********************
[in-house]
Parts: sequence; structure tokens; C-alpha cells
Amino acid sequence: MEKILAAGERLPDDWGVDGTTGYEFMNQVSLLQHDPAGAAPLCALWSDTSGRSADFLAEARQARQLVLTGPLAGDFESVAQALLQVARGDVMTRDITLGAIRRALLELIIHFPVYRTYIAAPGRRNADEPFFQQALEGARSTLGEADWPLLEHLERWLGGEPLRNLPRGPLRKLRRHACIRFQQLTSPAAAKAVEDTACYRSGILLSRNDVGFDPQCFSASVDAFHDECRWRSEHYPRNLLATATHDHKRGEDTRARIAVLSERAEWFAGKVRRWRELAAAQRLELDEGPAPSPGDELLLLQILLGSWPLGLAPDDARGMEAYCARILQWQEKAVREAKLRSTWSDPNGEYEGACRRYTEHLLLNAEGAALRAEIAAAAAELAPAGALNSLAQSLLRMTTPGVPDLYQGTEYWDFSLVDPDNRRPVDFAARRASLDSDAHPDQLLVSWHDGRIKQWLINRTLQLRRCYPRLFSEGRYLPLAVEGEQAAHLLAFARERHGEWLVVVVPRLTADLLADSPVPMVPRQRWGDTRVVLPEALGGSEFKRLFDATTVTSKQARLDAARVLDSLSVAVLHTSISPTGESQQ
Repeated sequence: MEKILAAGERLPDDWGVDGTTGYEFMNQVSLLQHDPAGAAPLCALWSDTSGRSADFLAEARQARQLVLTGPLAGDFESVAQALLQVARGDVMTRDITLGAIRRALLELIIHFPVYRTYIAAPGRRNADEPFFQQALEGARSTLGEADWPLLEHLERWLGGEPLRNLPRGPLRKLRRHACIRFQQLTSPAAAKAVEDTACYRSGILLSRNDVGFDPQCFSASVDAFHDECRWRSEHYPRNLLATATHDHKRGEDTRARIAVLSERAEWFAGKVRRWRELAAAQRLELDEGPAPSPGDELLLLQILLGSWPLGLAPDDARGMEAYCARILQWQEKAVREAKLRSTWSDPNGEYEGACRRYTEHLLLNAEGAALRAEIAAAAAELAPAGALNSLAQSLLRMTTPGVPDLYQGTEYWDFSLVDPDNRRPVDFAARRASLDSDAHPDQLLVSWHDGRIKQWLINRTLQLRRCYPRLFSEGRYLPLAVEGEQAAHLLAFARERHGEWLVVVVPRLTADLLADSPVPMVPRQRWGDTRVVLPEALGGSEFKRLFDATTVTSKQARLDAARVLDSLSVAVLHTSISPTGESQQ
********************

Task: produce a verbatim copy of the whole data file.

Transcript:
[in-house]
Parts: sequence; structure tokens; C-alpha cells
Amino acid sequence: MEKILAAGERLPDDWGVDGTTGYEFMNQVSLLQHDPAGAAPLCALWSDTSGRSADFLAEARQARQLVLTGPLAGDFESVAQALLQVARGDVMTRDITLGAIRRALLELIIHFPVYRTYIAAPGRRNADEPFFQQALEGARSTLGEADWPLLEHLERWLGGEPLRNLPRGPLRKLRRHACIRFQQLTSPAAAKAVEDTACYRSGILLSRNDVGFDPQCFSASVDAFHDECRWRSEHYPRNLLATATHDHKRGEDTRARIAVLSERAEWFAGKVRRWRELAAAQRLELDEGPAPSPGDELLLLQILLGSWPLGLAPDDARGMEAYCARILQWQEKAVREAKLRSTWSDPNGEYEGACRRYTEHLLLNAEGAALRAEIAAAAAELAPAGALNSLAQSLLRMTTPGVPDLYQGTEYWDFSLVDPDNRRPVDFAARRASLDSDAHPDQLLVSWHDGRIKQWLINRTLQLRRCYPRLFSEGRYLPLAVEGEQAAHLLAFARERHGEWLVVVVPRLTADLLADSPVPMVPRQRWGDTRVVLPEALGGSEFKRLFDATTVTSKQARLDAARVLDSLSVAVLHTSISPTGESQQ
Repeated sequence: MEKILAAGERLPDDWGVDGTTGYEFMNQVSLLQHDPAGAAPLCALWSDTSGRSADFLAEARQARQLVLTGPLAGDFESVAQALLQVARGDVMTRDITLGAIRRALLELIIHFPVYRTYIAAPGRRNADEPFFQQALEGARSTLGEADWPLLEHLERWLGGEPLRNLPRGPLRKLRRHACIRFQQLTSPAAAKAVEDTACYRSGILLSRNDVGFDPQCFSASVDAFHDECRWRSEHYPRNLLATATHDHKRGEDTRARIAVLSERAEWFAGKVRRWRELAAAQRLELDEGPAPSPGDELLLLQILLGSWPLGLAPDDARGMEAYCARILQWQEKAVREAKLRSTWSDPNGEYEGACRRYTEHLLLNAEGAALRAEIAAAAAELAPAGALNSLAQSLLRMTTPGVPDLYQGTEYWDFSLVDPDNRRPVDFAARRASLDSDAHPDQLLVSWHDGRIKQWLINRTLQLRRCYPRLFSEGRYLPLAVEGEQAAHLLAFARERHGEWLVVVVPRLTADLLADSPVPMVPRQRWGDTRVVLPEALGGSEFKRLFDATTVTSKQARLDAARVLDSLSVAVLHTSISPTGESQQ